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Op-Ed: Questions About the Flood of 2010 Still Linger


Location: Unknown

By Congressman Jim Cooper

Published by The Tennessean on July 18, 2010

In order to find out what really happened during the Flood of 2010, the Army Corps of Engineers should release all of its records, including e-mails, texts and voice mails. We should know what they were saying inside and outside the Corps.

The Nashville office of the Corps is run by a new lieutenant colonel every two years. He is the only active-duty officer in our branch but has zero experience in managing water. The current officer is a very good man but, without such experience, must follow the lead of his civilian staff. Military rules prohibit the lieutenant colonel from complaining about his position.

Our Nashville office reports to the Corps regional office for the Ohio River and Great Lakes. That office is commanded by Maj. Gen. John Peabody, whose biggest headache is keeping the Asian carp out of Lake Michigan.

Gen. Peabody will be testifying to Sen. Lamar Alexander's July 22 hear­ing on the Flood of 2010. According to his July 3 column in The Tennessean, he seems to have already decided that the Corps did its best during the flood. However, Gen. Peabody was not in Nashville during the flood.

Gen. Peabody has another headache because he knows that at least two Corps officials from Washington headquarters were, by coincidence, in Nashville during the flood. From what they witnessed, they were demanding to know "what the heck is going on" with the Corps.

The Corps' "after action" report is due to be released July 22. In the report, the Corps will be grading its own performance. As President Ronald Reagan liked to say, "Trust, but verify." Sen. Alexander's hearing will begin the verification process.

The Corps' river missions are navigation, hydropower, recreation and flood control. These missions sometimes conflict because the first three require high water levels; the last requires low. Technically, the Corps does not promise flood control, only "flood damage management," which is obviously much less helpful to downstream residents.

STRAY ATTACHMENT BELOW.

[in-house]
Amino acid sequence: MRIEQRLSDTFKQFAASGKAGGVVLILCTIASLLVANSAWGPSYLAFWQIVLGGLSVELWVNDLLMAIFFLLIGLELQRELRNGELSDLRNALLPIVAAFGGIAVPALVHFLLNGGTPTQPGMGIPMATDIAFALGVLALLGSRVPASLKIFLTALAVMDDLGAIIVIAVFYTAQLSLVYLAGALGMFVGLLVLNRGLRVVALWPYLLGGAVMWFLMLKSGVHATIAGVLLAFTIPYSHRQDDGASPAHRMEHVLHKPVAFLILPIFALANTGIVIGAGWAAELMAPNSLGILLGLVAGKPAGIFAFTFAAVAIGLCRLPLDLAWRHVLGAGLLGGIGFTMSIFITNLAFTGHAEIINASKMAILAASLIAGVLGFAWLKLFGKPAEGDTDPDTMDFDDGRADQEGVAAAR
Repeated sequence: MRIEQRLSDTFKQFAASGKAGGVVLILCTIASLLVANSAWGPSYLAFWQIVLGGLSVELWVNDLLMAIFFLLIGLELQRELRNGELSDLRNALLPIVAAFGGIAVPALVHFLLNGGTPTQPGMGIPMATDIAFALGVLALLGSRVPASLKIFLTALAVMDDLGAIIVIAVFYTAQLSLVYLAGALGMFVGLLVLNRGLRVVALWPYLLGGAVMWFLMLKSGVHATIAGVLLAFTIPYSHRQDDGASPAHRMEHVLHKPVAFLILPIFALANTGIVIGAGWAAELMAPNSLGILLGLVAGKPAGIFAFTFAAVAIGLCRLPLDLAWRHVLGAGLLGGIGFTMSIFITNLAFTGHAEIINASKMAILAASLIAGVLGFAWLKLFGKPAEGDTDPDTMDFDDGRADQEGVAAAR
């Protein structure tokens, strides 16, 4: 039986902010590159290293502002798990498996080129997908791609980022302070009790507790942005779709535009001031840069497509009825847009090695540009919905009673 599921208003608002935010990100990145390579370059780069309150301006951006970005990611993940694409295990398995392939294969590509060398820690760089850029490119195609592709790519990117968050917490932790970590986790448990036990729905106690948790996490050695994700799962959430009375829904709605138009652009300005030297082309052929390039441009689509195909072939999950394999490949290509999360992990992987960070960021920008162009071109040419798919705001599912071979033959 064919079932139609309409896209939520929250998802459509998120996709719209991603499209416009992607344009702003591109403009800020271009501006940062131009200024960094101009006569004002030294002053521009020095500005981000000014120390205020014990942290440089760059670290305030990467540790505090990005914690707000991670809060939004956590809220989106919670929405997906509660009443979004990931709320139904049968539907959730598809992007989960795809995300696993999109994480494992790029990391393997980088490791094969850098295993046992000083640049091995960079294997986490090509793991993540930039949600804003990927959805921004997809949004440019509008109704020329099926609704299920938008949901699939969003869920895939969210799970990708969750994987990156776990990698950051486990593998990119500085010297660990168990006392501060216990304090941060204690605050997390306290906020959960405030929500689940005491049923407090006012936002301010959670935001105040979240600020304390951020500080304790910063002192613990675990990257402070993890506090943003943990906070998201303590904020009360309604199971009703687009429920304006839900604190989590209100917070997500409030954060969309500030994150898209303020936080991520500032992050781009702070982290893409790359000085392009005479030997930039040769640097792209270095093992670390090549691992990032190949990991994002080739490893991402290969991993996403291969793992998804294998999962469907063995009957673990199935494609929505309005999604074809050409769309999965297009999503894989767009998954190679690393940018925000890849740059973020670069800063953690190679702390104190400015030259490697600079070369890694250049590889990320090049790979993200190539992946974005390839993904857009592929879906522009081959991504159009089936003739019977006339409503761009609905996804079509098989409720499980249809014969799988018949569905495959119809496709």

The Corps says that Old Hickory, the main dam on the Cumberland above Nashville, is primarily for navigation and hydropower, not flood relief. Who knew? Most people thought the dam was also for flood relief, just like they think that Old Hickory Lake is for recreation. The Corps has other ideas.

According to the Corps, Cordell Hull, the next dam upriver on the Cumberland, is also primarily for navigation, not flood relief, although no barge has traveled there in years. If it's not being used for navigation, why can't it help reduce flooding?

Percy Priest Dam on Stones River can reduce flooding, as can other tributary dams. On the Cumberland, however, only Wolf Creek Dam, deep in Kentucky, is for floods. Wolf Creek's lake is huge - larger than all of our area lakes com­bined - but its dam is under repair.

We need to make sure the Corps does not whitewash what happened during the Flood of 2010. The public is entitled to the facts. We also need to understand the Corps' thinking. Under Corps management, there is no dam on the Cumberland River above Nashville whose purpose is "flood damage management," until you get 216 miles upstream to a broken dam. Too few Nashvillians knew how risky our river was before or during the flood.

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